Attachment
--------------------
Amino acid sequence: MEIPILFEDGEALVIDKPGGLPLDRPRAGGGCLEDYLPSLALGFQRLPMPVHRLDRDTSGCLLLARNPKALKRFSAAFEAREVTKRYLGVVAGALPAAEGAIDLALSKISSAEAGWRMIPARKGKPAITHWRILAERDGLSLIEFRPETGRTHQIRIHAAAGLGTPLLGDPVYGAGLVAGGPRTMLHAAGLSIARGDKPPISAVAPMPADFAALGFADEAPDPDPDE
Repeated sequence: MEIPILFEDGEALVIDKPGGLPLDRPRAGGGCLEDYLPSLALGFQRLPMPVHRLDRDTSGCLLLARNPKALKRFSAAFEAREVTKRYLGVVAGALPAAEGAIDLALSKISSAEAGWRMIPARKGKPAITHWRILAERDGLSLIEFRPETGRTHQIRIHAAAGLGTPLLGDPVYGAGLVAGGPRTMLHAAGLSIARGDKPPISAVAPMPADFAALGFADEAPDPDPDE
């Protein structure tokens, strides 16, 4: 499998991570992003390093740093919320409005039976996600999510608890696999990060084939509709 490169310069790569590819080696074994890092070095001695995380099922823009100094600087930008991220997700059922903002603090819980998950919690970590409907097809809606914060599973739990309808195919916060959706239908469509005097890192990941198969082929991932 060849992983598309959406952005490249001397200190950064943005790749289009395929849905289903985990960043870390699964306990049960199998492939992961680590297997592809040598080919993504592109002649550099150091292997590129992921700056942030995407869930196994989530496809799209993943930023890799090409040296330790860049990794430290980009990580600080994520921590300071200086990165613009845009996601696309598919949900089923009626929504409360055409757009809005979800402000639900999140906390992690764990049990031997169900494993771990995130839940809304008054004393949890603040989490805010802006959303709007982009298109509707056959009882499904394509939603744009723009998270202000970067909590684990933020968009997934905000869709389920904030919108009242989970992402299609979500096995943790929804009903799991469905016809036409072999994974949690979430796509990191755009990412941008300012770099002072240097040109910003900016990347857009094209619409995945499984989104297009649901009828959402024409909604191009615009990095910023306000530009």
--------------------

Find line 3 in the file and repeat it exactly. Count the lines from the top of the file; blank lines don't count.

């Protein structure tokens, strides 16, 4: 499998991570992003390093740093919320409005039976996600999510608890696999990060084939509709 490169310069790569590819080696074994890092070095001695995380099922823009100094600087930008991220997700059922903002603090819980998950919690970590409907097809809606914060599973739990309808195919916060959706239908469509005097890192990941198969082929991932 060849992983598309959406952005490249001397200190950064943005790749289009395929849905289903985990960043870390699964306990049960199998492939992961680590297997592809040598080919993504592109002649550099150091292997590129992921700056942030995407869930196994989530496809799209993943930023890799090409040296330790860049990794430290980009990580600080994520921590300071200086990165613009845009996601696309598919949900089923009626929504409360055409757009809005979800402000639900999140906390992690764990049990031997169900494993771990995130839940809304008054004393949890603040989490805010802006959303709007982009298109509707056959009882499904394509939603744009723009998270202000970067909590684990933020968009997934905000869709389920904030919108009242989970992402299609979500096995943790929804009903799991469905016809036409072999994974949690979430796509990191755009990412941008300012770099002072240097040109910003900016990347857009094209619409995945499984989104297009649901009828959402024409909604191009615009990095910023306000530009």